New Chandra observation of Nova Mon 2012
ATel #4633; Marina Orio (University of Wisconsin, Madison WI, USA and INAF-Padova, Italy) and Ben Tofflemire (University of Wisconsin, Madison, WI, USA)Pa
on 10 Dec 2012; 11:08 UT
Credential Certification: Marina Orio (firstname.lastname@example.org)
We report the results of a a Chandra high-resolution X-ray grating spectrum of
Nova Mon 2012 (ATel #4310, #4320, #4321, #4352, #4365, #4376, #4408, #4542, #4569, #4572, #4590),
done on 2012, December 3, 439 days after the maximum recorded at optical wavelength
with the High Resolution Camera and Low Energy Transmission Grating (LETG). The exposure time
was a little more than 7 hours. The average LETG count rate in the summed +1 and -1 orders
was 0.210+-0.016 counts/s, but the source of X-rays was variable by almost an order of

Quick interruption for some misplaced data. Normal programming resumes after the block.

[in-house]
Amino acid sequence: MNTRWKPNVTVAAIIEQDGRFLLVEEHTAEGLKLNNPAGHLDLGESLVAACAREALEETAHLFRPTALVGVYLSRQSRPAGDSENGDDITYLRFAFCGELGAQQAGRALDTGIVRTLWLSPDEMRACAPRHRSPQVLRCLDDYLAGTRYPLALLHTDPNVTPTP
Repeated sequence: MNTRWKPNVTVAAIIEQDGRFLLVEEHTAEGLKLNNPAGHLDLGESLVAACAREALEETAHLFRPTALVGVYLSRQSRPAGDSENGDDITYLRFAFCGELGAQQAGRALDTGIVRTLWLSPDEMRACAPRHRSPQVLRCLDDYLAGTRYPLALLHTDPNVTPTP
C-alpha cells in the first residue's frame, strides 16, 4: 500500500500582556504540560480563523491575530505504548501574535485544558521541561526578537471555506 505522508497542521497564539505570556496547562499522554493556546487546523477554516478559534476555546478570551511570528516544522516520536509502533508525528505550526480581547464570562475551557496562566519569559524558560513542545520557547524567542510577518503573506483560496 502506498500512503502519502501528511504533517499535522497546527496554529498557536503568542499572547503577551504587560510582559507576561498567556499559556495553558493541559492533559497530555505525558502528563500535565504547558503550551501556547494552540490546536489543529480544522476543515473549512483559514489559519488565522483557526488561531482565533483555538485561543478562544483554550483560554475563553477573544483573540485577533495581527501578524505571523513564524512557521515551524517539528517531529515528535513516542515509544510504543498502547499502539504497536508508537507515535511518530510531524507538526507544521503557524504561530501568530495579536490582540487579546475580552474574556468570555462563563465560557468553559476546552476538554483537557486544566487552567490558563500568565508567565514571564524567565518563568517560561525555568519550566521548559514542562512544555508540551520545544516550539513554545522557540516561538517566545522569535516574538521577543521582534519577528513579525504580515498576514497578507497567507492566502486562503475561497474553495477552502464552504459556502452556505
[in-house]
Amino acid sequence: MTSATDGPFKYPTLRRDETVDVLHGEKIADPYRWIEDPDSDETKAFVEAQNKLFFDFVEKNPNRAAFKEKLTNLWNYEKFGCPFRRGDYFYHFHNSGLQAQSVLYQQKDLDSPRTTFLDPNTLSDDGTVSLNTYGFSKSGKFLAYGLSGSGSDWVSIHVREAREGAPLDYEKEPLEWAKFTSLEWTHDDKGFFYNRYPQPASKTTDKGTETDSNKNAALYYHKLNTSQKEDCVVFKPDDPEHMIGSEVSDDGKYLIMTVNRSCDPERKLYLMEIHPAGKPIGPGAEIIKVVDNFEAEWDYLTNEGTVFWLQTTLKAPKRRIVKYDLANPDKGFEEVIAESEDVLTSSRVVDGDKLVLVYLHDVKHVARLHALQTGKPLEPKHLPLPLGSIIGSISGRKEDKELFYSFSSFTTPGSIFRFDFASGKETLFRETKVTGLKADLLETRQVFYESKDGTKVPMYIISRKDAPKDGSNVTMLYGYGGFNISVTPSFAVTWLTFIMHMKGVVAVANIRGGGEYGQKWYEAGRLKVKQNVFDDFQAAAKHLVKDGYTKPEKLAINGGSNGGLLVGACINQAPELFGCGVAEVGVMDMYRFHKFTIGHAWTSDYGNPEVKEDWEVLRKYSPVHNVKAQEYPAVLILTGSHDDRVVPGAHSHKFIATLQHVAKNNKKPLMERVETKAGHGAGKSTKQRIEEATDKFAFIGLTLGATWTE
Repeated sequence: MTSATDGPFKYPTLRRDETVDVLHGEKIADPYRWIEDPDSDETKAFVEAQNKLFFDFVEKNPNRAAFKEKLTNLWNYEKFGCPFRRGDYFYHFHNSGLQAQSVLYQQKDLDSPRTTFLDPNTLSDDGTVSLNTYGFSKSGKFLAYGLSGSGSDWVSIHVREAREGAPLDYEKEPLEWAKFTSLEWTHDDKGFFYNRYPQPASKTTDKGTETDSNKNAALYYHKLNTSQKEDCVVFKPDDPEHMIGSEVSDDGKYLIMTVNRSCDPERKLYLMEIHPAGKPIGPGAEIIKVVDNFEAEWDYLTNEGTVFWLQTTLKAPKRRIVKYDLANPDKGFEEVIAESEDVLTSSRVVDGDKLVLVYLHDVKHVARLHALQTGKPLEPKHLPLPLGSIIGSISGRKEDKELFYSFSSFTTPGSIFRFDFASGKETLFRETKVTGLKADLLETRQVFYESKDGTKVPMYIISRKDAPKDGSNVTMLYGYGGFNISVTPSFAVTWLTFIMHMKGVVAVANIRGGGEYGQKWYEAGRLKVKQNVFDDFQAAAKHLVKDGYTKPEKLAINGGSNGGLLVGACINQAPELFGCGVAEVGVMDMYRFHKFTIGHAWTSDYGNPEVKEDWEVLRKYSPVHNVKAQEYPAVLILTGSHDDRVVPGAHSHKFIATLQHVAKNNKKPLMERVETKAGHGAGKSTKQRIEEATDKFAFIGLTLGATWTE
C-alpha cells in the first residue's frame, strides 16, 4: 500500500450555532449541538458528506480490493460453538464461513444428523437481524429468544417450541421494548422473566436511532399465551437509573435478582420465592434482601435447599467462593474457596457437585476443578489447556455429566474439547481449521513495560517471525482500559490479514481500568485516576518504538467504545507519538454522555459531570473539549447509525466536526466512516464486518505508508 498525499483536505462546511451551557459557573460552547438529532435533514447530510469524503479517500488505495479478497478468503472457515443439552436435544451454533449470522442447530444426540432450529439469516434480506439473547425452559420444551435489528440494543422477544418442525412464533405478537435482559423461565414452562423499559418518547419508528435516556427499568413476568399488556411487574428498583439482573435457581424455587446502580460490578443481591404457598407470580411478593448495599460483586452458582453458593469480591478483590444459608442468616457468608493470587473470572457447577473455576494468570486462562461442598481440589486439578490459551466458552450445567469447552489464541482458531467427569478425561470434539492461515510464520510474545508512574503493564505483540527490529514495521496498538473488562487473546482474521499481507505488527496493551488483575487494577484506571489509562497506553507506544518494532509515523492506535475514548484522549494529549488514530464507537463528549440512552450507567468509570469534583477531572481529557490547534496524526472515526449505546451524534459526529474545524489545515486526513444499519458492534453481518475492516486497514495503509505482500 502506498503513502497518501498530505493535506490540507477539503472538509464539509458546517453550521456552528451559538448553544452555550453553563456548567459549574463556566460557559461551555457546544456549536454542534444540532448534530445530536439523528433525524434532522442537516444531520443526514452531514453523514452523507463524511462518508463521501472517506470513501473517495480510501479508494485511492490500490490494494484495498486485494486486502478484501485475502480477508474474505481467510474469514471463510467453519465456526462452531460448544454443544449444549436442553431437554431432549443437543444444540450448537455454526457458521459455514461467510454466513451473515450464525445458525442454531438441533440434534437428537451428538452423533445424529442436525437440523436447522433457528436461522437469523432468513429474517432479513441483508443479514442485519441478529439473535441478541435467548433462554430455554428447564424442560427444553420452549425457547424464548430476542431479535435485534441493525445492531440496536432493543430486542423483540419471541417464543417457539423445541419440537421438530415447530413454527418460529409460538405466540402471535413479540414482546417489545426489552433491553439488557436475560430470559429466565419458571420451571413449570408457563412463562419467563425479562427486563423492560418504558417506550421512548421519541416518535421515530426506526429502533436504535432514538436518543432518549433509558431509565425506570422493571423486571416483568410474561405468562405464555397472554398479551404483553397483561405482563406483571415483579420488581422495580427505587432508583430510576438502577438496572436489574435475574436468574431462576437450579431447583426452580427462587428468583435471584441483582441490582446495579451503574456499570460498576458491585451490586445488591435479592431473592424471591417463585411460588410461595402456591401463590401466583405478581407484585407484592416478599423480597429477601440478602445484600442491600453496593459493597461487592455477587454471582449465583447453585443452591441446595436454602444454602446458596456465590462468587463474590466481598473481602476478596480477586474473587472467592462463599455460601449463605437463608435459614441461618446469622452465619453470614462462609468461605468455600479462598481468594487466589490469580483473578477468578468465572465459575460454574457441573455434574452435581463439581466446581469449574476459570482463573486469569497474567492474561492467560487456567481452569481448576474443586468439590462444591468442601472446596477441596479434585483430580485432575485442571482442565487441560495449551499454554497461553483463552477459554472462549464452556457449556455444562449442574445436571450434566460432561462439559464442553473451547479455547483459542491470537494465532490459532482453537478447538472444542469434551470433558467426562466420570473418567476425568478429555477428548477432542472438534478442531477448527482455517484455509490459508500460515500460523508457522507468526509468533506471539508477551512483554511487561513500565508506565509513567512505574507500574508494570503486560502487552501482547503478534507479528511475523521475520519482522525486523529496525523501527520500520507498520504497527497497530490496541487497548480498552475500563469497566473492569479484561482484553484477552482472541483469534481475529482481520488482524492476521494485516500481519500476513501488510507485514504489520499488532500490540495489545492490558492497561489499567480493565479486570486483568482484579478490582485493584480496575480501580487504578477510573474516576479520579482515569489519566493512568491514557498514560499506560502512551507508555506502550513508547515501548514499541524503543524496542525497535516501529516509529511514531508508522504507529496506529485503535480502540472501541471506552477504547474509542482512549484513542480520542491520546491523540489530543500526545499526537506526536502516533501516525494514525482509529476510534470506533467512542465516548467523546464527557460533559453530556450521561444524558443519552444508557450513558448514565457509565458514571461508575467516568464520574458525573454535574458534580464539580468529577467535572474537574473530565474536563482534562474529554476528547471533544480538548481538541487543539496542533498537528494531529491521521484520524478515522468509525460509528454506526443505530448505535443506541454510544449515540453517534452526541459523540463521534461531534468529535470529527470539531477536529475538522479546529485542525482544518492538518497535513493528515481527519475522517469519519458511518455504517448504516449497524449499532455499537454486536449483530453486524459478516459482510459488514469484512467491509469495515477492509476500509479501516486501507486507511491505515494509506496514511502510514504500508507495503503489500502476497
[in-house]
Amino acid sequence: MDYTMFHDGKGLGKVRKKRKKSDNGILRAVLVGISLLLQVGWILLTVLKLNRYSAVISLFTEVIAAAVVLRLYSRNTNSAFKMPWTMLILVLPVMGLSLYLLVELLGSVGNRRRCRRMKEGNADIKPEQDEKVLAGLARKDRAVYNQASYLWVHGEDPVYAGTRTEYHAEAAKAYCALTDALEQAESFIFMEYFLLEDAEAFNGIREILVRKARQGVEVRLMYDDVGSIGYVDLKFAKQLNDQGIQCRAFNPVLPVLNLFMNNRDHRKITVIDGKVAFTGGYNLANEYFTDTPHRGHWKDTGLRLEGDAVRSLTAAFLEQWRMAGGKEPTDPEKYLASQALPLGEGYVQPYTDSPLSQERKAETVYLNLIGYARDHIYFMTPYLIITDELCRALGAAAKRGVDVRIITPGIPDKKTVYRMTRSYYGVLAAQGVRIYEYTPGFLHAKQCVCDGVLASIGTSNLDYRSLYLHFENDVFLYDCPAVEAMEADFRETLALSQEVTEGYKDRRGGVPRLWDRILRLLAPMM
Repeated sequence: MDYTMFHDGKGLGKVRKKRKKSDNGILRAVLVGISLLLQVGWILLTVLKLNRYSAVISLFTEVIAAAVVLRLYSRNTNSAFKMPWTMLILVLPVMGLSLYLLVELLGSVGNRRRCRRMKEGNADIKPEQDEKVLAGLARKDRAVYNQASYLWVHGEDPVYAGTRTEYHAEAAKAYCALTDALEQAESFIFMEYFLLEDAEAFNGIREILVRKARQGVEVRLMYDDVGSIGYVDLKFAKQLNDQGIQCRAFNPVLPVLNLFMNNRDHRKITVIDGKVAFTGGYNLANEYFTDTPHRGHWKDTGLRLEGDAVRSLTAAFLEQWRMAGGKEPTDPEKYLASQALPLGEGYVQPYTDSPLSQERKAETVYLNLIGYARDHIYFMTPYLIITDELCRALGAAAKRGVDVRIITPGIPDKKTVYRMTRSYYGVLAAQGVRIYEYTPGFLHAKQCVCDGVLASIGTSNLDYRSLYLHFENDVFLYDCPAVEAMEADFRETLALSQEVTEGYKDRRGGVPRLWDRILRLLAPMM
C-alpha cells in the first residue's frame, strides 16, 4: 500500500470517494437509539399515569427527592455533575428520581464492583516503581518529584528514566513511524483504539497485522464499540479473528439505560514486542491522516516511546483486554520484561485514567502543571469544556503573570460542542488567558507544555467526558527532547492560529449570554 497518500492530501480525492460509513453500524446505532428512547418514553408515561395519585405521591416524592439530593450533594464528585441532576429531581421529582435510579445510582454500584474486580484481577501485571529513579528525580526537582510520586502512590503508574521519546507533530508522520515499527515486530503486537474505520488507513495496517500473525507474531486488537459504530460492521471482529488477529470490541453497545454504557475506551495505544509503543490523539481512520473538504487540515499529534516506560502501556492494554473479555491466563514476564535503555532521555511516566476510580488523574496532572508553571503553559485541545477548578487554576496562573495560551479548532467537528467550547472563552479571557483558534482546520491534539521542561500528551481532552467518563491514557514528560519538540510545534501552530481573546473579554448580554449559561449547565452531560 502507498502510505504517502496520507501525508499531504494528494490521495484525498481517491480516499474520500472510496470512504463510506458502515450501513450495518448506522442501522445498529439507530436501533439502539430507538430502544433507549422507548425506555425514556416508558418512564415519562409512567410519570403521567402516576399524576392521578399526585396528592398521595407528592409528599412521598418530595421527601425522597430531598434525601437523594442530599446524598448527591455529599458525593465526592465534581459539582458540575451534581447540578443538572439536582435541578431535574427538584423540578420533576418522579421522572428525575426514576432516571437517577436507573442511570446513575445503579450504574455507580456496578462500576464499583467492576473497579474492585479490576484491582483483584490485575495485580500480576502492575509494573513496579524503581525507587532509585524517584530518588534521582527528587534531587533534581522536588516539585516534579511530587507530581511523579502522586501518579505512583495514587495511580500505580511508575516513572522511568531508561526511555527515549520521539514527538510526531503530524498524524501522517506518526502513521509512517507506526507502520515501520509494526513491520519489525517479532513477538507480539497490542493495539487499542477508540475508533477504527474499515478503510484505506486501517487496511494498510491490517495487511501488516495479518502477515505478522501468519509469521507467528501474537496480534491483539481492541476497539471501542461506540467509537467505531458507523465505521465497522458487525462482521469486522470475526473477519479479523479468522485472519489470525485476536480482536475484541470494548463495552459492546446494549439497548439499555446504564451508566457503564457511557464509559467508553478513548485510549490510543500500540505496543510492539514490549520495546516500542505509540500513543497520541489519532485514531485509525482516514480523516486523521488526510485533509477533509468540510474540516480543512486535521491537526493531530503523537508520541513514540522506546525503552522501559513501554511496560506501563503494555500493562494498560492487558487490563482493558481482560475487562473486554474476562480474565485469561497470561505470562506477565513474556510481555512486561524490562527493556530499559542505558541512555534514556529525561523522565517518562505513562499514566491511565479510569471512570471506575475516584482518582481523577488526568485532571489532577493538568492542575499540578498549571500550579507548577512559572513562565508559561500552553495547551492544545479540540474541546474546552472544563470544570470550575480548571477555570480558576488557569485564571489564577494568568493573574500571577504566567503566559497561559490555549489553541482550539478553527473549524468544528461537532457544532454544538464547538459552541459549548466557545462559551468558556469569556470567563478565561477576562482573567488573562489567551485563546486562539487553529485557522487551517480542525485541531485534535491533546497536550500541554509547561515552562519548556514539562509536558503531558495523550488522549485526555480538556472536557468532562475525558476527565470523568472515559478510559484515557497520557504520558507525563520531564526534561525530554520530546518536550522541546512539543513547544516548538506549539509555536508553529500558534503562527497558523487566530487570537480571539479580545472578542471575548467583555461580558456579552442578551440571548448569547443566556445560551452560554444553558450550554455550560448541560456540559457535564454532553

magnitude over the whole exposure. The light curve shows a smooth variation during the exposure,
possibly an orbital modulation.
The spectrum is complex, with at least three different components. The hot plasma observed on
2012 September 12 (ATel 4569) has cooled (kT<=3 keV), but emission lines of neon and magnesium
are still strong. There are also prominent, red-shifted emission lines of H-like and He-like
transitions of oxygen and nitrogen in the soft range, either caused by collisional ionization in
a much cooler plasma (kT<400 eV), or due to photoionization of the central source.
A high continuum level and absorption features in the 20-30 eV range are consistent with a
hot white dwarf with an effective temperature around 750,000K, a column density exceeding 2.5 x 10(21)/cm(2), and unabsorbed flux of only a few times 10(-10) erg/s/cm(2). The derived flux
is less than 1/100th the flux of a hot compact white dwarf at the derived temperature and assuming a 1.4 kpc distance (ATel #4352).
While these results are preliminary, they may indicate ``holes'' of lower absorption in
the ejecta, while most of the nova shell is still optically thick to the X-rays of the
central source, or a Compton scattering corona reflecting the light of a hidden white dwarf
in a high inclination system.